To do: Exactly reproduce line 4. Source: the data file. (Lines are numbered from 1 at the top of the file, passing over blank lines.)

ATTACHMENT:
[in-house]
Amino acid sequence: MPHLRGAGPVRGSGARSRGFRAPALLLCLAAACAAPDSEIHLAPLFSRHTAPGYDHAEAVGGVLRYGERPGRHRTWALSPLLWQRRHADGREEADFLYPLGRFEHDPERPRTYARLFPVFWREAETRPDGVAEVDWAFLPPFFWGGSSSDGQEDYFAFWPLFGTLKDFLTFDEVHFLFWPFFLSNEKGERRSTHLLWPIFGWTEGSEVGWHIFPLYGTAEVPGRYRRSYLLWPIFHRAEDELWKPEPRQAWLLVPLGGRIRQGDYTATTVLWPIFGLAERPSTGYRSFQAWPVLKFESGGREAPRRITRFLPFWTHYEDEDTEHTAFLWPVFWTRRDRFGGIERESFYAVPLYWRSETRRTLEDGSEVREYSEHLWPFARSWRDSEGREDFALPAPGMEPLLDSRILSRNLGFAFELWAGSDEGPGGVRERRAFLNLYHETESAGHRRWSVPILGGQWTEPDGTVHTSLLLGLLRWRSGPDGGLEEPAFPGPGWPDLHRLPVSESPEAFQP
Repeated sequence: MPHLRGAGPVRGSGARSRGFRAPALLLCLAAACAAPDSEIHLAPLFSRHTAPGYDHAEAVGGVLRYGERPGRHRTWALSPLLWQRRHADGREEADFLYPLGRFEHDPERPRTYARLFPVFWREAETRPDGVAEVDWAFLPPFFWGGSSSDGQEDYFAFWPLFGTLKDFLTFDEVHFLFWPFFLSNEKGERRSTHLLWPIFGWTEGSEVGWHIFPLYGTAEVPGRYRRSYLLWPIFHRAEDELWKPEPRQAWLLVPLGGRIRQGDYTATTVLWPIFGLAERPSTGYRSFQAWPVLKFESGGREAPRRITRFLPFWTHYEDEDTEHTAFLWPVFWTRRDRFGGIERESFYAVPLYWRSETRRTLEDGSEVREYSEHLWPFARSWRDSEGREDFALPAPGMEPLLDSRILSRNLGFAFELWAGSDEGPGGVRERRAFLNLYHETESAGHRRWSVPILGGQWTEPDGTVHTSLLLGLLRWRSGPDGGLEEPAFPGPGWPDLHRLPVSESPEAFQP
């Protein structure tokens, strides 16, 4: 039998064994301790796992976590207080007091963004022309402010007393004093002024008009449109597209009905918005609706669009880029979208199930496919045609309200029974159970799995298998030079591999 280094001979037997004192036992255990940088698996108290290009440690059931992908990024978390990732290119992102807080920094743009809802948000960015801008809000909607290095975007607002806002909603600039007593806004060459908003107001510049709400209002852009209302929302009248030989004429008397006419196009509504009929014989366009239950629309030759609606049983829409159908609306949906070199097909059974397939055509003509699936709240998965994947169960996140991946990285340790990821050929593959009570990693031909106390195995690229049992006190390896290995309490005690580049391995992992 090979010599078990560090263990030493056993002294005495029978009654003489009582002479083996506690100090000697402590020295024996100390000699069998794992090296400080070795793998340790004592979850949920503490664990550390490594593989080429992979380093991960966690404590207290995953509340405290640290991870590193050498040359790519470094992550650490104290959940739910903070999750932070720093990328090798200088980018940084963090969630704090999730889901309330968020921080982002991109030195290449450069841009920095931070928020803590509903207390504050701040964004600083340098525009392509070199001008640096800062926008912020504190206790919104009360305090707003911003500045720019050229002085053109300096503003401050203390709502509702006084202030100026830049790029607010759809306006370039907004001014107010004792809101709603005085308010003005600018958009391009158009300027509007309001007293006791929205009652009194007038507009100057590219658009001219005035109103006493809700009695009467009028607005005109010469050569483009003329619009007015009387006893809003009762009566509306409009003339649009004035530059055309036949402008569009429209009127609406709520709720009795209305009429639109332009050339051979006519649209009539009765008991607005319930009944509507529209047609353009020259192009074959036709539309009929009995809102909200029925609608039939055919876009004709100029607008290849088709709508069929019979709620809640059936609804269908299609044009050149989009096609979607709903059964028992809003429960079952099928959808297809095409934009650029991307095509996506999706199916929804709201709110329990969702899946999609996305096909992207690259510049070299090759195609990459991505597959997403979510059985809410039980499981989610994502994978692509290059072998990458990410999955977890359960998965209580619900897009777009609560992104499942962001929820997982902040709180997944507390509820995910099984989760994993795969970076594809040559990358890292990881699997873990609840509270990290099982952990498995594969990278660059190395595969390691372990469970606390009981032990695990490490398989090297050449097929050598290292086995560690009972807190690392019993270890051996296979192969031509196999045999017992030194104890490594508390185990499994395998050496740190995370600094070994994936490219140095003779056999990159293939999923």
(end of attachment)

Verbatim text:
């Protein structure tokens, strides 16, 4: 039998064994301790796992976590207080007091963004022309402010007393004093002024008009449109597209009905918005609706669009880029979208199930496919045609309200029974159970799995298998030079591999 280094001979037997004192036992255990940088698996108290290009440690059931992908990024978390990732290119992102807080920094743009809802948000960015801008809000909607290095975007607002806002909603600039007593806004060459908003107001510049709400209002852009209302929302009248030989004429008397006419196009509504009929014989366009239950629309030759609606049983829409159908609306949906070199097909059974397939055509003509699936709240998965994947169960996140991946990285340790990821050929593959009570990693031909106390195995690229049992006190390896290995309490005690580049391995992992 090979010599078990560090263990030493056993002294005495029978009654003489009582002479083996506690100090000697402590020295024996100390000699069998794992090296400080070795793998340790004592979850949920503490664990550390490594593989080429992979380093991960966690404590207290995953509340405290640290991870590193050498040359790519470094992550650490104290959940739910903070999750932070720093990328090798200088980018940084963090969630704090999730889901309330968020921080982002991109030195290449450069841009920095931070928020803590509903207390504050701040964004600083340098525009392509070199001008640096800062926008912020504190206790919104009360305090707003911003500045720019050229002085053109300096503003401050203390709502509702006084202030100026830049790029607010759809306006370039907004001014107010004792809101709603005085308010003005600018958009391009158009300027509007309001007293006791929205009652009194007038507009100057590219658009001219005035109103006493809700009695009467009028607005005109010469050569483009003329619009007015009387006893809003009762009566509306409009003339649009004035530059055309036949402008569009429209009127609406709520709720009795209305009429639109332009050339051979006519649209009539009765008991607005319930009944509507529209047609353009020259192009074959036709539309009929009995809102909200029925609608039939055919876009004709100029607008290849088709709508069929019979709620809640059936609804269908299609044009050149989009096609979607709903059964028992809003429960079952099928959808297809095409934009650029991307095509996506999706199916929804709201709110329990969702899946999609996305096909992207690259510049070299090759195609990459991505597959997403979510059985809410039980499981989610994502994978692509290059072998990458990410999955977890359960998965209580619900897009777009609560992104499942962001929820997982902040709180997944507390509820995910099984989760994993795969970076594809040559990358890292990881699997873990609840509270990290099982952990498995594969990278660059190395595969390691372990469970606390009981032990695990490490398989090297050449097929050598290292086995560690009972807190690392019993270890051996296979192969031509196999045999017992030194104890490594508390185990499994395998050496740190995370600094070994994936490219140095003779056999990159293939999923």